The ideal scenario for a program currently with its own television contract and scheduling capability? Of course not, but last I checked, we weren’t lounged out in front of an Xbox 360 playing NCAA 2012. The Football Bowl Subdivision (FBS) of Division I has seen some earth-shattering changes in the past two years of conference realignment, and what we saw on Tuesday was the long culmination of an inventible dynamic which can’t be turned back.
Not that it makes swallowing what Navy will lose by joining a conference any easier for fans. By moving to the Big East, Navy forfeits its previously unique scheduling advantage as an Independent, and trades in a productive and lucrative contract with CBS College Sports that has given the program and the Academy a tremendous boost in appeal. Gone will be the days when three to four games a year could be scheduled against lower tier FBS programs, and we might soon be saying “adios” to counting seeing on-demand and wall-to-wall coverage of Navy football each week. Instead, the Mids will have to play teams in a future conference which saw seven of the 10 other remembers it will have in 2015 play in bowl games last season, and will have to share the spotlight on a still up-in-the-air television situation with other future Big East teams.
Not exactly “smooth sailing,” by any stretch of the imagination.
Make no mistake about, Navy’s move to the Big East in football will not see a seamless transition for Navy fans intent on seeing the school’s unprecedented success over the last decade continue. There will be growing pains, and those growing pains are going to felt most strongly on the field and in the standings.
To put it bluntly, don’t have your travel agent on the horn booking your bowl tickets by Halloween, because starting in 2015, winning seasons are going to become that much harder to come by. But they will be possible, and Navy’s exposure as part of a coast-to-coast league (with a mix of up-and-coming powers like Houston and sleeping giants like South Florida) will receive a major boost.
Don’t believe me? All it takes is a check of the day’s headlines to see that the Naval Academy took a positive step in staying relevant in the ever-changing universe of college football, which has suddenly entered a period of feast-or-famine natural selection that is leaving us with a have and have-not divide in programs looking to stay competitive. The twitterverse seldom erupts over news about Navy football, but it did on Tuesday afternoon. And that’s not necessarily a bad thing, especially for all those high school athletes locked onto their computers in lead-up to signing day.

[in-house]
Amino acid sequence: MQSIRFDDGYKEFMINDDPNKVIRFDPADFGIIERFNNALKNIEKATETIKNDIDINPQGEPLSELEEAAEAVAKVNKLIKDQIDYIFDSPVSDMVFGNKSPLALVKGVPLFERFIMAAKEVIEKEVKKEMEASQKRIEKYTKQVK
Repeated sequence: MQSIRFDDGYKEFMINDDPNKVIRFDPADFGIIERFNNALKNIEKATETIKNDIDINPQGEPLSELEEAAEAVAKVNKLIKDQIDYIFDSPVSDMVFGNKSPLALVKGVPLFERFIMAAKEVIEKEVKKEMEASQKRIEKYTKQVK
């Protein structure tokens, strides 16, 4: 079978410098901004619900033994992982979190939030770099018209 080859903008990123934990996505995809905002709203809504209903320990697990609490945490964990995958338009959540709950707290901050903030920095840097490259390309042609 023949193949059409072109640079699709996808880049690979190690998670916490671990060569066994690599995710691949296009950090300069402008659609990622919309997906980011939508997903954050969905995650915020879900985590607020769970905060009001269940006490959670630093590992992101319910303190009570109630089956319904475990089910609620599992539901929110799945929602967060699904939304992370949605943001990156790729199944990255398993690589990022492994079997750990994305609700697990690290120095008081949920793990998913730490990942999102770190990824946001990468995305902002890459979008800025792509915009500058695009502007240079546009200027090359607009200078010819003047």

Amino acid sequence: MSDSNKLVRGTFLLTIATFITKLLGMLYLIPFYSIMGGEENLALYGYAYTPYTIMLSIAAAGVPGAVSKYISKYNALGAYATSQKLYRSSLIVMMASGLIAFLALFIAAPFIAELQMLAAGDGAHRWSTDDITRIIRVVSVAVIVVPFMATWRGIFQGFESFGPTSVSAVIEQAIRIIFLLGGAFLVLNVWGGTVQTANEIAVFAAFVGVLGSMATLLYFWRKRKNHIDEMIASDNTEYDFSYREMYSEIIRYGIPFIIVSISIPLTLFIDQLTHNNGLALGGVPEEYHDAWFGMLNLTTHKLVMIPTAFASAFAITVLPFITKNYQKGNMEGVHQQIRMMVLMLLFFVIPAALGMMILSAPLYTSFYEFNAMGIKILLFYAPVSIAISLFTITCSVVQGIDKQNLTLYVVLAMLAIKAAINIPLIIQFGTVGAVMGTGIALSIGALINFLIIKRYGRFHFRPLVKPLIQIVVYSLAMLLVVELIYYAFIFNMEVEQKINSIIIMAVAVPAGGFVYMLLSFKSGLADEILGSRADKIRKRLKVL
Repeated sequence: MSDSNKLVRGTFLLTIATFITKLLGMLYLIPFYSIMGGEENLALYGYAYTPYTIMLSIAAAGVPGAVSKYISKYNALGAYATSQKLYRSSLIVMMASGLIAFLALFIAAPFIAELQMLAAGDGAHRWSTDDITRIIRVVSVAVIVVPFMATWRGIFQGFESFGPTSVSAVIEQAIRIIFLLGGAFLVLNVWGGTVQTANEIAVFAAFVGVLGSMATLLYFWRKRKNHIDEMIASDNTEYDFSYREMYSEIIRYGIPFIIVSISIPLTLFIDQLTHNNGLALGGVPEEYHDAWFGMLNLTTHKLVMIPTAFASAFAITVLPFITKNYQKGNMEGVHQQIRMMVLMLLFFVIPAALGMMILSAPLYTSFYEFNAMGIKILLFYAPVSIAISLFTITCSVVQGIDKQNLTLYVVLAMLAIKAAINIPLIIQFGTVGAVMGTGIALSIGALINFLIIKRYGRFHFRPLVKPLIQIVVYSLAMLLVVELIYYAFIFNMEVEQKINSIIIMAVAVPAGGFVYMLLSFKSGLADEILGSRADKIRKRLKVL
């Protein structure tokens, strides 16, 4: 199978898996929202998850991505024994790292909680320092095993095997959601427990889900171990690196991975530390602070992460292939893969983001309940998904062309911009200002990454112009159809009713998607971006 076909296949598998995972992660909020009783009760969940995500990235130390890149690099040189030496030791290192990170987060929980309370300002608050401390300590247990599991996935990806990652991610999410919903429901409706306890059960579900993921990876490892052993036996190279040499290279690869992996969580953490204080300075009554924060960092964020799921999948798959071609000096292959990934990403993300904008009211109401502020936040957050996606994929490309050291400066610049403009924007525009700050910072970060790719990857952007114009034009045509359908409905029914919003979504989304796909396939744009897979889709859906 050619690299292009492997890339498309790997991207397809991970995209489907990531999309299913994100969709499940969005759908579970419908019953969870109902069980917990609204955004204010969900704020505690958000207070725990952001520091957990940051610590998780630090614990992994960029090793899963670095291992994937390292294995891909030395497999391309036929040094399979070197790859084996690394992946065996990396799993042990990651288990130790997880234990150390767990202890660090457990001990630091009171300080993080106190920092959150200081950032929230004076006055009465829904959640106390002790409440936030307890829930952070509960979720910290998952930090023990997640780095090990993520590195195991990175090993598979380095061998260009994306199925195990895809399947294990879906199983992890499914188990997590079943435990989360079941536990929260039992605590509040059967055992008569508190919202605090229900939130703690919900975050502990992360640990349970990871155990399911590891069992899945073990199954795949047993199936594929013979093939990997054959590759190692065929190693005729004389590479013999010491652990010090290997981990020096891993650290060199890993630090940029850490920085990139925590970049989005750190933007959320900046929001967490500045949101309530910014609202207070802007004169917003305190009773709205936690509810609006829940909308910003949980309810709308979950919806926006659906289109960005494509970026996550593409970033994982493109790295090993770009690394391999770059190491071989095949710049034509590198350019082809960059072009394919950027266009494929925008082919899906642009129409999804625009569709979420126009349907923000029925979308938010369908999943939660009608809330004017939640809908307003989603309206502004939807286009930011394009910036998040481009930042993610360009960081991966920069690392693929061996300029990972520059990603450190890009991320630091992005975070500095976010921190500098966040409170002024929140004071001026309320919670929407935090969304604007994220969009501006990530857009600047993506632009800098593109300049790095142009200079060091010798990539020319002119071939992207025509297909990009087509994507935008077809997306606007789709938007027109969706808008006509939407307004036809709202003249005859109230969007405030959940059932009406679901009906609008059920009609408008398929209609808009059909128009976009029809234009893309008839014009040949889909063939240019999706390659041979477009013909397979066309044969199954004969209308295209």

When Big East commissioner John Marinatto mentioned Navy’s “significant national appeal” in his opening remarks during Tuesday’s teleconference, he wasn’t just preempting skeptics who might question the value of adding a program which went 5-7 in 2011 would have. He was instead speaking to the very real fact of what a culture of “excellence” at Navy has created, and what I hear from recruits and high school players all the time.
People gravitate towards Navy. They gravitate to the hallmarks of the school and its mission, to the service it represents and to the education it offers. But they also gravitate towards Annapolis, towards the immensely powerful bond of the “Brotherhood,’ and to an endearing spirit of a team which, in spite of the clichés, will always be composed of young men and actual student athletes playing with the fiery attitude of underdogs.
That is a powerful force. On its own, certainly, but thrust into a conference and given new and exciting stages to show the country each week? Now you have an expanded footprint, and now the move starts to make more sense. A few weeks ago Navy coach Ken Niumatalolo told me his hope that conference affiliation would help Navy make inroads in recruiting against schools like Duke, Stanford, and Northwestern. Like Navy, these schools seem to attract the best and brightest this country has to offer, but unlike Navy, they’ve had a BCS conference and its BCS bowl bid to offer to recruits in the past. Niumatalolo told me he believed the move would benefit Navy, and if talking to current recruits is any indicator, he’s right. That the Big East was willing to accommodate Navy’s service academy and Notre Dame scheduling requests only solidifies that Marinatto’s reference to “national” was anything but a stretch.
Uncertain about how the Academy will benefit from the move? We should be, but we should be a lot less uncertain given the alternative of staying Independent in an FBS configuration about to implode on itself. Navy fans have a saying when it comes to describing the school’s Athletic Director Chet Gladchuck, and I think it bears repeating on a day like today. “In Chet we Trust,” they say. As the Academy ends over 100 years of independence and works to transition into the Big East, it does so under the leadership of a man with a commitment not to allow Navy get left behind, and not to allow the tradition of Navy football to fall into the ever-expanding list of college footballs ‘have nots.’
Adam Nettina has been covering college football at the Naval Academy for the past five seasons. He is the former Sports Editor of the Utah Statesman and currently writes his own sports and pop-culture blog called Option Pitch and Waffle Crisp.